In the original lawsuit, filed in 2016, lead plaintiffs Edward Baker and Jack Miller had sought medical monitoring and a declaration from the court that the Sorin 3T heater-cooler device, used to control the temperature of a patient’s blood during open-heart surgeries, was defective.  The devices allegedly made patients more susceptible to a slow-growing but potentially fatal bacterial infection from a family of bacteria known as nontuberculosis mycobacterium, or NTM.

Spearheaded and hosted by Johnson/Becker, the executive committee gathered data on potential claimants and negotiated the proposed settlement with Livanova, the petition said. Livanova and Anapol Weiss announced that they had reached a global settlement in March 2019, while the Baker case reached its own settlement in October.

The petition said the fees were reasonable given the amount of work required, the complexity of the case and the relative size of the global settlement.  “The current request for a total fee award of $3,750,000 represents less than 2% of the global settlement and is well within the range deemed reasonable in similar cases,” the petition said.

An earlier case management order had set an assessment of 6%  from each claimant’s monetary awards, including 2% for common-benefit fees and 4% for expenses.  Though it did not set a new target, Anapol Weiss requested that the court lower the assessment based on costs so far, and streamline the allocation of money from the fund.

“The actual common benefit costs were only 0.19% of each claimant’s gross monetary award,” the petition said. “Lead counsel requests that CMO 5 be modified to reduce the cost assessment and eliminate the need for a CPA to review the time and expenses as there is an agreement for the allocation among all counsel receiving a common benefit fee award and/or common benefit expense reimbursement.”  The remainder of the common benefit fund would be reserved for any future common work and the estimated $3,200-a-month cost of maintaining an online document repository, the petition said.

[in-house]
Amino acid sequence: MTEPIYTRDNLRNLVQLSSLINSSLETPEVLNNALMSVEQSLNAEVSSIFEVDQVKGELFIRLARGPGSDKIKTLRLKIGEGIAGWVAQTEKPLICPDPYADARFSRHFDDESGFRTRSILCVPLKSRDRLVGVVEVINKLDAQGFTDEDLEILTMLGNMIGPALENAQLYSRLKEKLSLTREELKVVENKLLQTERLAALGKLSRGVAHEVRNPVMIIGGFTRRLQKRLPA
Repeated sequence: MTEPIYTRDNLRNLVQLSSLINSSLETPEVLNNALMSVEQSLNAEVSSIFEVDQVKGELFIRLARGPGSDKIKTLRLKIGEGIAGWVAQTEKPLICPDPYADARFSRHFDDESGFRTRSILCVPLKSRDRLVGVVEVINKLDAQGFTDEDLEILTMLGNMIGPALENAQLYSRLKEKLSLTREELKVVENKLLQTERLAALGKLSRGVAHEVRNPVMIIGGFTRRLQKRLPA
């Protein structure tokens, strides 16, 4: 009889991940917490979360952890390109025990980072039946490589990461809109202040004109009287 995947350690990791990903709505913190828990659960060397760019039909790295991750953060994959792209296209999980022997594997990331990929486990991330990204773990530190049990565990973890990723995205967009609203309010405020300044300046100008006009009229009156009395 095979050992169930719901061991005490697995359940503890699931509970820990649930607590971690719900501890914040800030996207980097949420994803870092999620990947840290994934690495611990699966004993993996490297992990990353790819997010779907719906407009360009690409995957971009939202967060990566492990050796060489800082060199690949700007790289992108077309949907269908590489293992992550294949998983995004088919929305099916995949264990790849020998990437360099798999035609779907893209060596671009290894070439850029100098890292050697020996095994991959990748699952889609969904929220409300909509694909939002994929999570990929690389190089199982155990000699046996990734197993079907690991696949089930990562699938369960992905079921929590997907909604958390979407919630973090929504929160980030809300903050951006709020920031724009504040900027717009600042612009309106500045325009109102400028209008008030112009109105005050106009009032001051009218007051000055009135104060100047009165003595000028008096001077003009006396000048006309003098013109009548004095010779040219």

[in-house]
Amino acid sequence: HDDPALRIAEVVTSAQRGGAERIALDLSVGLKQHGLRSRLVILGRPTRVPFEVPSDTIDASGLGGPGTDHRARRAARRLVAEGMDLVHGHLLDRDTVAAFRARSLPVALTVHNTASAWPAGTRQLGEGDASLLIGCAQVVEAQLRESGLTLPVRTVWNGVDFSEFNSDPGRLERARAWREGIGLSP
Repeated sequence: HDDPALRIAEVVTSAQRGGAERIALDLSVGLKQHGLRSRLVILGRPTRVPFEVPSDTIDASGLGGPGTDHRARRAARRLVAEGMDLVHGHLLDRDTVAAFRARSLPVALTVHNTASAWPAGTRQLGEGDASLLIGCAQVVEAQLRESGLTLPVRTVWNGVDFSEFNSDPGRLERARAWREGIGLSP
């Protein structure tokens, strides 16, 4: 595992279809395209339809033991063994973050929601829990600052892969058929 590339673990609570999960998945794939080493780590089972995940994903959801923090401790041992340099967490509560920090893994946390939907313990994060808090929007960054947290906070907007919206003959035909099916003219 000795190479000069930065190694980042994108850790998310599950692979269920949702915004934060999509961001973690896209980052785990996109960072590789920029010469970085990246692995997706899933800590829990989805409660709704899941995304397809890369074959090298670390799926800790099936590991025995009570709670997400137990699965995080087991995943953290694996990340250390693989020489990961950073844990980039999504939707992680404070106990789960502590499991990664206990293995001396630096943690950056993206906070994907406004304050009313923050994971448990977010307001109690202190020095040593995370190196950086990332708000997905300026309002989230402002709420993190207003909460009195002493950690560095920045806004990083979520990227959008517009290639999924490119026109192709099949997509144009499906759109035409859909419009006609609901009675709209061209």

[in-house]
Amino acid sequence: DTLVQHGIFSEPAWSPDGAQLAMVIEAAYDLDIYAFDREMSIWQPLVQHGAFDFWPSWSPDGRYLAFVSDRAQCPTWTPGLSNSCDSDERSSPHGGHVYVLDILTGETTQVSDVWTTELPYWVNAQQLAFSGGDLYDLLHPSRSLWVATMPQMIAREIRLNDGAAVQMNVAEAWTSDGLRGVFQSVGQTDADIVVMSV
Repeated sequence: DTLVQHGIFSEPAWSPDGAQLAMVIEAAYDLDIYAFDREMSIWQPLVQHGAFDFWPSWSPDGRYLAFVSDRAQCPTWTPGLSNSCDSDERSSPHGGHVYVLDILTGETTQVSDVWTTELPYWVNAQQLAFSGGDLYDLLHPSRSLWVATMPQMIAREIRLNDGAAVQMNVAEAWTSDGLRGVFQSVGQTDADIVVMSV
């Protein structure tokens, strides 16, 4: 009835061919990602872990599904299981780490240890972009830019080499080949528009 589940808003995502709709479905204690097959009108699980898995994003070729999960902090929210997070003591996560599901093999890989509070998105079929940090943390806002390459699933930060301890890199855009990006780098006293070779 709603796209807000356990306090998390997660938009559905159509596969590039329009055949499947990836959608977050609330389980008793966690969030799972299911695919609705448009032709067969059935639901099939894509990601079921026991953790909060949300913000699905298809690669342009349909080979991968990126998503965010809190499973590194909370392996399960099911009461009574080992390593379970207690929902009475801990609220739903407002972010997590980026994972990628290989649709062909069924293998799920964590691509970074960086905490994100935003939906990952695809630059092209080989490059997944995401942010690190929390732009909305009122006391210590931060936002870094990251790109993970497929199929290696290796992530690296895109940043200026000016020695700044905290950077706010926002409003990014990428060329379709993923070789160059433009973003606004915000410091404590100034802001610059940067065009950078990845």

Judge Reduces Attorney Fees in Target Class Action

March 24, 2020

A recent Law 360 story by Brian Dowling, “Target Class Settlement Doesn’t Merit Hefty Fee, Judge Says,” reports that a Massachusetts federal judge has slashed a plaintiffs' firm's cut of a $2.3 million class action settlement with Target over harassing debt collections calls by nearly a third, saying the case wasn't as risky as lawyers claimed and not complex enough to warrant the $758,333 requested.  Approving the settlement, U.S. District Judge Timothy S. Hillman trimmed back the fees requested by Lemberg Law LLC, citing the quick six months it took to settle.  Judge Hillman also rejected the firm's arguments that the "high risk" case warranted taking 33% of the settlement fund.

"The mere fact that there was some risk does not justify a fee request of such magnitude when contrasted with the lack of complexity of the present case and the relatively short time between the filing of the complaint and a negotiated settlement in principle," Judge Hillman wrote.  Instead, the judge awarded $523,250 to the attorneys, representing 23% of the total settlement, plus about $7,000 for expenses.  The judge gave the named plaintiff, Gabrielle Carlson, an incentive award of $7,500.  With about 5,500 claims filed as of December, that leaves enough in the settlement funds for about $315 per claim.